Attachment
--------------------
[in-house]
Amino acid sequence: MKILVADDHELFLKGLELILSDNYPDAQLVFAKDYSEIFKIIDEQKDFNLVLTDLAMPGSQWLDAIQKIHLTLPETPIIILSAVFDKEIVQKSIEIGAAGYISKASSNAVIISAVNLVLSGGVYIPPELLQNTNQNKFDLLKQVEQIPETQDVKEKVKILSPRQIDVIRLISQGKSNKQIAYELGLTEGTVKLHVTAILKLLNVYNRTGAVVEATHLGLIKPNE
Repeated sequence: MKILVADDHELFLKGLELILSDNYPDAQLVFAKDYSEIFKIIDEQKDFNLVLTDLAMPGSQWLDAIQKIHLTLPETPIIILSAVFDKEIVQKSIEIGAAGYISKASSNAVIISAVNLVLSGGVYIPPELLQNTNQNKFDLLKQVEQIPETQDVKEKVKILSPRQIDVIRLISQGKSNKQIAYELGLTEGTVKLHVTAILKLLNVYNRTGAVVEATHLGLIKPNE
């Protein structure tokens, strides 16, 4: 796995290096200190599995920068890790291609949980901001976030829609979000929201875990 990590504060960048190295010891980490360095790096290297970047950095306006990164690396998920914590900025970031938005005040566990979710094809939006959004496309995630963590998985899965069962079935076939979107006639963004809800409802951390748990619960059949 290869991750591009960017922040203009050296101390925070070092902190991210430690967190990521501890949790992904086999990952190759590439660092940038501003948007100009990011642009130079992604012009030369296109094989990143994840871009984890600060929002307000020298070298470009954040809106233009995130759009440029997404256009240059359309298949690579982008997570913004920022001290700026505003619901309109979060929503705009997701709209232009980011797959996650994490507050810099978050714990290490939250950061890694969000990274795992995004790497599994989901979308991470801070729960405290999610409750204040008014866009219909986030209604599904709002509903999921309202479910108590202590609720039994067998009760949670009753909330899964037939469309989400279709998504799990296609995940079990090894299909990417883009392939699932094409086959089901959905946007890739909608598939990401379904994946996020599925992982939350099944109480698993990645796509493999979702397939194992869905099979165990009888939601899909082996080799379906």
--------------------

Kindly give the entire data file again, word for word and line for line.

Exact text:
[in-house]
Amino acid sequence: MKILVADDHELFLKGLELILSDNYPDAQLVFAKDYSEIFKIIDEQKDFNLVLTDLAMPGSQWLDAIQKIHLTLPETPIIILSAVFDKEIVQKSIEIGAAGYISKASSNAVIISAVNLVLSGGVYIPPELLQNTNQNKFDLLKQVEQIPETQDVKEKVKILSPRQIDVIRLISQGKSNKQIAYELGLTEGTVKLHVTAILKLLNVYNRTGAVVEATHLGLIKPNE
Repeated sequence: MKILVADDHELFLKGLELILSDNYPDAQLVFAKDYSEIFKIIDEQKDFNLVLTDLAMPGSQWLDAIQKIHLTLPETPIIILSAVFDKEIVQKSIEIGAAGYISKASSNAVIISAVNLVLSGGVYIPPELLQNTNQNKFDLLKQVEQIPETQDVKEKVKILSPRQIDVIRLISQGKSNKQIAYELGLTEGTVKLHVTAILKLLNVYNRTGAVVEATHLGLIKPNE
């Protein structure tokens, strides 16, 4: 796995290096200190599995920068890790291609949980901001976030829609979000929201875990 990590504060960048190295010891980490360095790096290297970047950095306006990164690396998920914590900025970031938005005040566990979710094809939006959004496309995630963590998985899965069962079935076939979107006639963004809800409802951390748990619960059949 290869991750591009960017922040203009050296101390925070070092902190991210430690967190990521501890949790992904086999990952190759590439660092940038501003948007100009990011642009130079992604012009030369296109094989990143994840871009984890600060929002307000020298070298470009954040809106233009995130759009440029997404256009240059359309298949690579982008997570913004920022001290700026505003619901309109979060929503705009997701709209232009980011797959996650994490507050810099978050714990290490939250950061890694969000990274795992995004790497599994989901979308991470801070729960405290999610409750204040008014866009219909986030209604599904709002509903999921309202479910108590202590609720039994067998009760949670009753909330899964037939469309989400279709998504799990296609995940079990090894299909990417883009392939699932094409086959089901959905946007890739909608598939990401379904994946996020599925992982939350099944109480698993990645796509493999979702397939194992869905099979165990009888939601899909082996080799379906």